Reagan is the president of Britain, too

AN American in Britain is struck constantly by the degree to which the British seem to be more critical of the United States than they are of the Soviet Union on East-West issues. The impression is confirmed by a report issued at the end of October by what The Times (London) described as a ``leading independent institute,'' Social and Community Planning Research. According to the press account, the report finds a ``clear and continuous shift to the left since the last [British] election,'' and, further, concludes that ``most of the population (55 percent) believes that Russia and America are equally great threats to world peace.''

The explanation of this attitude, according to many in the United Kingdom with whom I have spoken, lies not in any particularly benign attitude toward the Soviet Union, but in doubt and concern about the politics and policies of the United States.

The British have no particular love for the Soviet system or Russia. While there are militant left elements in the trade unions, representatives of the militant left were recently expelled from the Labour Party. The communists in Britain have never been a force in elections.

Nevertheless, the Soviet Union is seen here in less ideological terms. Russian ambition and tactics tend to be viewed as extensions of historical Russian characteristics rather than as a communist phenomenon. Those concerned with the Soviet military threat see the Russians as ruthless but not mad.

Criticism of America seems stronger, in part, because Americans will listen to British complaints. Beyond that, the British feel that they are more likely to be affected by US actions and have less influence than they would like on US policies. As one Britisher said to me: ``You have to realize that, in a sense, Ronald Reagan is our president, too. We are at the mercy of what he does, yet we do not vote in US elections.''

Britain's concerns over its vulnerability to US actions did not start with the Reagan administration. Newspapers in London are, at the moment, noting the 30th anniversary of the Suez crisis of 1956 when the US blocked British, French, and Israeli actions against Egypt.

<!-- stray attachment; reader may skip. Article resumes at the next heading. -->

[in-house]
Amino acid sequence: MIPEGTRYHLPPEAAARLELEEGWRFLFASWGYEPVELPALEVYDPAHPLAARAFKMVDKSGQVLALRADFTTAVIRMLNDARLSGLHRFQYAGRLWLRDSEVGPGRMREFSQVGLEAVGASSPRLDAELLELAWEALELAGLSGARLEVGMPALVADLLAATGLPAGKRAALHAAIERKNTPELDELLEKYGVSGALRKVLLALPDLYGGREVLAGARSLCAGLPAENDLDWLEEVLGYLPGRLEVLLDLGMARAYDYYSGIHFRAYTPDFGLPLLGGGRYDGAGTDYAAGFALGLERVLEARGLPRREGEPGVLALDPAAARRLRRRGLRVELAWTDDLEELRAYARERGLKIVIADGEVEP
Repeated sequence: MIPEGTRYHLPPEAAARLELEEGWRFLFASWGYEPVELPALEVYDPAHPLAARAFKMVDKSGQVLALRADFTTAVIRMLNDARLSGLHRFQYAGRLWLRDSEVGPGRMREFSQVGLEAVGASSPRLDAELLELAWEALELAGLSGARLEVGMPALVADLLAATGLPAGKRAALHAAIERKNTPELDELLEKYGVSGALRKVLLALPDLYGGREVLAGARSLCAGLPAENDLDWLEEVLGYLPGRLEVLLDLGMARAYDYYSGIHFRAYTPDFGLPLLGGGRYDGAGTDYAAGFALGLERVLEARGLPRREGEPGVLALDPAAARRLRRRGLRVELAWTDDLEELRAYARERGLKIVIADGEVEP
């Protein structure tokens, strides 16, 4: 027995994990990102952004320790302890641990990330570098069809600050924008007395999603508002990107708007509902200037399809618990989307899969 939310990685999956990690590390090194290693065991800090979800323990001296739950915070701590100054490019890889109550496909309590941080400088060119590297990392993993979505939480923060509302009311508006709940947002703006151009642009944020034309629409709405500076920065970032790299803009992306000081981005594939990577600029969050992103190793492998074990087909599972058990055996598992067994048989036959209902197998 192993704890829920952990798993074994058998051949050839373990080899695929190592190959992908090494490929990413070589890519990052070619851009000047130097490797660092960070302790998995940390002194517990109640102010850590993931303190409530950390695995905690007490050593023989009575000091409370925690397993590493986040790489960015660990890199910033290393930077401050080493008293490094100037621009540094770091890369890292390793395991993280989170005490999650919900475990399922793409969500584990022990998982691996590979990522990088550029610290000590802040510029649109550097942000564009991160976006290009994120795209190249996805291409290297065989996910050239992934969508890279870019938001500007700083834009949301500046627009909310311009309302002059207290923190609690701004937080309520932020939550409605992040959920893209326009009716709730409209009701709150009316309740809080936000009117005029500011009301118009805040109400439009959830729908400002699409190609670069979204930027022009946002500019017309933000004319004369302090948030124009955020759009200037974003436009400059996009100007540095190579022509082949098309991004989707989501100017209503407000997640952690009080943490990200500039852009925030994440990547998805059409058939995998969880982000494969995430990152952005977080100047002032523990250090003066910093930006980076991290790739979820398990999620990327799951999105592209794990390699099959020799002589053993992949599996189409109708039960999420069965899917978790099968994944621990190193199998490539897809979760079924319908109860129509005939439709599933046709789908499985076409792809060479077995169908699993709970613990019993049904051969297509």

There is little doubt, however, that the Reagan administration's behavior has aggravated British feelings of concern.

British friends will cite, first of all, statements from Washington early in the administration that seemed to suggest the possibility of winning a nuclear war. The nuclear issue is a sensitive one in this tight island. Polls suggest strong support for a Labour Party position that would eliminate nuclear weapons in Britain.

Two more-recent events have caused a rise in concern over the unpredictability of US decisionmaking: the raid on Libya, and the Reykjavik meeting.

British from both conservative and liberal camps have told me that the US use of British airfields for the raid on Libya undoubtedly contributed to support for the Labour Party's antinuclear stand. However illogical this may seem to an American, it is explained thus: Britain still feels a sense of pride and a loss of power. For another nation to use British territory, apparently without genuine consultation and agreement, was deeply offensive.

Many British citizens applauded the attack on Libya and even expressed regret that British forces could not join in the action. But the real apprehension is that there might be an occasion when the US might use British airfields in a case that would be unpalatable to the British public and government.

The British public seems to feel that the use of the aircraft from Britain was unnecessary to achieve the American purpose and that the Americans thus created a risk for the British that was not justified.

Reykjavik raised concern because of a broad feeling that the US was not prepared for the negotiations that developed at that summit. Proposals involving missiles in Britain were placed on the table without adequate consideration or consultation. Offers to eliminate all nuclear weapons were put forward at a time when the British government, with US support, is seeking to preserve a nuclear deterrence for the United Kingdom.

Americans may at times be misled about the true degree of enthusiasm and support for US policies in the United Kingdom because British governments, until now, at least, have tended to endorse US actions. Margaret Thatcher, especially, has been supportive of President Reagan and obviously agrees with many of his approaches.

To get a true measure of the soundness of this support, however, it is important to look beyond the statements. Mrs. Thatcher supported the raid on Libya, despite strong domestic opposition, because she feels an obligation to the US administration for its support on the Falklands, because the question of the extradition of Irish terrorists was before the Congress, and because she did not wish to disrupt allied unity on terrorism.

Many British citizens - probably a majority - feel close to the US, but they also, in their proud way, want to be considered not just a landing strip, but an ally. The official statements of friendly governments on this side of the Atlantic should not blind US administrations to how fragile that support can be when US decisions create a feeling of unnecessary vulnerability in the United Kingdom.

David D. Newsom is spending a sabbatical leave from Georgetown University at the Royal Institute of International Affairs in London.

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